plating, anodizing, & finishing Q&As since 1989
Zinc plating with chromate: What is the nature of the finish?
Q. When zinc chromate plating is applied to steel, the zinc is electrically deposited, and then the part is dipped in a chromate solution. What is the nature of the bond between the chromate and the zinc?Dave Butka
molded rubber parts - Bridgeport, Connecticut, USA
The film that is formed on the freshly plated zinc surface is a chemically formed one when the zinc metal dissolves in the chromate passivation solution. The Zinc chromate is a complex gel structure with zinc oxide and chromium oxide with water molecules. The hexavalent chromium present in the film is a corrosion inhibitor especially under high humidity conditions. The film gets stabilised after 24 hrs of aging. Until then the film is very soft and is susceptible to mechanical damage. The different colors that appear are due to the light incident on the bright zinc surface through a translucent chromate film of varying thickness. It is also called rainbow passivation or iridescent yellow passivation. The film loses its corrosion-resistant property when it is subjected to heating above 60 °C due to the loss of water molecules.Hope this information helps you.
consultant - Bangalore, India
Q. Hi Subramanian,
Are you suggesting that if any zinc plated+passivated parts stored around 60 °C (with the high humidity), the corrosion-resisting property of the plated part will disappear and the part will start to corrode quickly?
We have some white/red corrosion problem with our yellow zinc plated & passivated nutserts inserted to 316L SS parts shipped from Malaysia where the parts are stored in a container a certain period of time (2 days to 1 week) after assembly. I assume that the temp inside the container may reach to 50 °C to 60 °C easily in summertime and that together with the high humidity may trigger the parts to corrode prematurely on the way back to Australia as per your theory?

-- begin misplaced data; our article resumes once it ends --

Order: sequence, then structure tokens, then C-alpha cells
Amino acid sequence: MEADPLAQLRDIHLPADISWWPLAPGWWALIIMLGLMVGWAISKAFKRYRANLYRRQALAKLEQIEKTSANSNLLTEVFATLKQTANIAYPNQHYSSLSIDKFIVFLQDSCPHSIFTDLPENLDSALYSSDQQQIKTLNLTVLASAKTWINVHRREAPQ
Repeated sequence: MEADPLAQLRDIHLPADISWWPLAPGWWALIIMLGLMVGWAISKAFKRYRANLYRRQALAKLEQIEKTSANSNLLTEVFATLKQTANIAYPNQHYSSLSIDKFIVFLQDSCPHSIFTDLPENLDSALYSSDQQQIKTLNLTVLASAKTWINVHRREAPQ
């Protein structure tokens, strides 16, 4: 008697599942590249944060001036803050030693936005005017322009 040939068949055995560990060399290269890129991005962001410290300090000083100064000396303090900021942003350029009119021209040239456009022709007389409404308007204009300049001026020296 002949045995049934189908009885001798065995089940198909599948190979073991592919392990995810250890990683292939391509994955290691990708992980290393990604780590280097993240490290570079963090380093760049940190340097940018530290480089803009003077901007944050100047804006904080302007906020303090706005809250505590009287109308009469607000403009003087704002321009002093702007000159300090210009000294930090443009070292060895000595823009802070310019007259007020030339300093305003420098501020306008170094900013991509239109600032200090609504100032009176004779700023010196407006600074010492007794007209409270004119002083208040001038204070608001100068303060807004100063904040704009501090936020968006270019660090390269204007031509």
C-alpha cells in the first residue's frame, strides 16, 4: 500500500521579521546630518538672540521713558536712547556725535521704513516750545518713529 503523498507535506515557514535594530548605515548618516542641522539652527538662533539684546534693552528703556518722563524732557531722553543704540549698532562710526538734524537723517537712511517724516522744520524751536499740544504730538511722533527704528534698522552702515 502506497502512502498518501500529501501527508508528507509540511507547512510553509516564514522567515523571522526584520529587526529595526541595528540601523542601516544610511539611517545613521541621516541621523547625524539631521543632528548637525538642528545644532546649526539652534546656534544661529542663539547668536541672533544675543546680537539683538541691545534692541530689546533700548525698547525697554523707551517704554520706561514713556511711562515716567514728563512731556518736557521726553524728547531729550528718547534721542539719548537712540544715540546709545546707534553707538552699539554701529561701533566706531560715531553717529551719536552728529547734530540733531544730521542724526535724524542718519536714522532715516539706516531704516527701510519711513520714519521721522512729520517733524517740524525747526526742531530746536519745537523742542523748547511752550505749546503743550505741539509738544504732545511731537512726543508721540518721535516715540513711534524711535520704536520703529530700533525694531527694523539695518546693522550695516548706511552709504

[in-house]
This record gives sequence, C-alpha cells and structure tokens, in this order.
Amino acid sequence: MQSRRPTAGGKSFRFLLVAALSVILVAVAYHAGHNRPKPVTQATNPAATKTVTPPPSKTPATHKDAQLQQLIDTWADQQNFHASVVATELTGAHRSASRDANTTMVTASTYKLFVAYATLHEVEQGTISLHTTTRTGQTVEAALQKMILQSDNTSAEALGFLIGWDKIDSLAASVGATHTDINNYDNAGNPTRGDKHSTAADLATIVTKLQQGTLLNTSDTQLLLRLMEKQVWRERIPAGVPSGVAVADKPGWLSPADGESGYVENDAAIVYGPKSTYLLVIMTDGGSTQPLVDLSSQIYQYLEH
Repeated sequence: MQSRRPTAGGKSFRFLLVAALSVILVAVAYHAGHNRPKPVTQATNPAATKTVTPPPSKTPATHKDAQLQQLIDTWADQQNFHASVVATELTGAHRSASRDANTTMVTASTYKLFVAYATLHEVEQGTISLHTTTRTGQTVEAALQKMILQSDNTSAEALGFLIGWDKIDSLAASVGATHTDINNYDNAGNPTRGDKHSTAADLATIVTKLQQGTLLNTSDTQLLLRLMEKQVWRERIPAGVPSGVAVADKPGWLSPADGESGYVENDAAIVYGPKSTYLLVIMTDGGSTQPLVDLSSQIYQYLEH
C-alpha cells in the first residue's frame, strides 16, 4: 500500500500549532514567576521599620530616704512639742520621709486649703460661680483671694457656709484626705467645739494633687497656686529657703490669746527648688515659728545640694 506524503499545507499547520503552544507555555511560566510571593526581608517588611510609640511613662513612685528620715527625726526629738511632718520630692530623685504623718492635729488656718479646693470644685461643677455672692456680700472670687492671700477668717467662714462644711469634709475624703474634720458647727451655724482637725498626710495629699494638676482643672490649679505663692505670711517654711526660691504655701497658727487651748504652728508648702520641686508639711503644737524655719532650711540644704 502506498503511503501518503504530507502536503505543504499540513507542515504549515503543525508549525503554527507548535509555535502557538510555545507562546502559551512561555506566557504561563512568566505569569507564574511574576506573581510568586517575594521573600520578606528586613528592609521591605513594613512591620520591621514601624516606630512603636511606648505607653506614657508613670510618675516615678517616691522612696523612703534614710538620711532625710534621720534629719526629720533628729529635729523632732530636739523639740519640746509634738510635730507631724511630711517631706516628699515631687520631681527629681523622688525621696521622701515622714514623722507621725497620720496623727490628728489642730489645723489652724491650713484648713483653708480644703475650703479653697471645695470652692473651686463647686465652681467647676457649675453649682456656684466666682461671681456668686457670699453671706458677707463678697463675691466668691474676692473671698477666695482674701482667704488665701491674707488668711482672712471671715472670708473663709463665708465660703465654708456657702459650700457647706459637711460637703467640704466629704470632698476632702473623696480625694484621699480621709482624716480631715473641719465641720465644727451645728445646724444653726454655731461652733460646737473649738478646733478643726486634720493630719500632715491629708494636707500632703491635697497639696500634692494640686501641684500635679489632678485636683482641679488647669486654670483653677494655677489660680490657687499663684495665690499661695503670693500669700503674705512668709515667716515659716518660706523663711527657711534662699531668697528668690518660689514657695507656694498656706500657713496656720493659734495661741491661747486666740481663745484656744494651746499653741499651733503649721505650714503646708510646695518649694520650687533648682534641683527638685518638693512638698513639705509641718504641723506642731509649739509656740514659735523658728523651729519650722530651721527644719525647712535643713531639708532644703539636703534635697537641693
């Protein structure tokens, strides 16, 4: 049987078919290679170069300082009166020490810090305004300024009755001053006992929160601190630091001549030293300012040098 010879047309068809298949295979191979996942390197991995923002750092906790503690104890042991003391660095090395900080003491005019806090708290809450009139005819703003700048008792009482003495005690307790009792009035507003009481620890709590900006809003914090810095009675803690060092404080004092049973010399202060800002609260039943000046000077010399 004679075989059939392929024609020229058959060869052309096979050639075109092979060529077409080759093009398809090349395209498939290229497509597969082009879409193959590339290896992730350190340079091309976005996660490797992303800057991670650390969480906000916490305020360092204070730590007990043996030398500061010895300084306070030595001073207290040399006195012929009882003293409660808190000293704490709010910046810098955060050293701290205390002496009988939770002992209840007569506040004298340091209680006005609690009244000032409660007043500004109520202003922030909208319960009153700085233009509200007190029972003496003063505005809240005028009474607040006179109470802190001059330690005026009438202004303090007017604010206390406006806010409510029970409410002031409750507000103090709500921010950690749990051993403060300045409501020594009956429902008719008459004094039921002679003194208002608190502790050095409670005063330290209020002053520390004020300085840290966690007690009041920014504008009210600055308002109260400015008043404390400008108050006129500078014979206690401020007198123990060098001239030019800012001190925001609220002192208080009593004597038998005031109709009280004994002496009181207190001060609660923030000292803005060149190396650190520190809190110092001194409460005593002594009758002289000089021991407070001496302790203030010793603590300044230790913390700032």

Any comment(s) ?
- Brisbane, Qld, Australia
A. Probably an issue in the plating.
There's many Hexavalent plated zinc bolts (such as in cars' engines), that get to that heat and higher that are 30 years old and the hex chromate is still present despite it being old and dirty.
- Western Australia
March 18, 2023
I largely agree with Boris about the longevity of hex chromate finishes, but I would note that in an engine compartment the bolts tend to have a bit of oil on them and are largely protected from sun & rain. Plus, we have photos on line here of old parts which were zinc plated & chromated and are now brown; whether they were originally olive drab or yellow I don't know, but I don't think new chromate was ever brown, so I think some deterioration took place.
As for Alex's "white/red corrosion problem", zinc plated and chromated steel is not galvanically compatible with stainless steel; being connected in this way, the large surface area of the stainless steel will cause rapid corrosion of the zinc plated steel if it is wet, and I would suspect that parts not being bone dry is probably the specific "issue with the plating". Luck & Regards,
Ted Mooney, P.E. RET
Striving to live Aloha
finishing.com - Pine Beach, New Jersey
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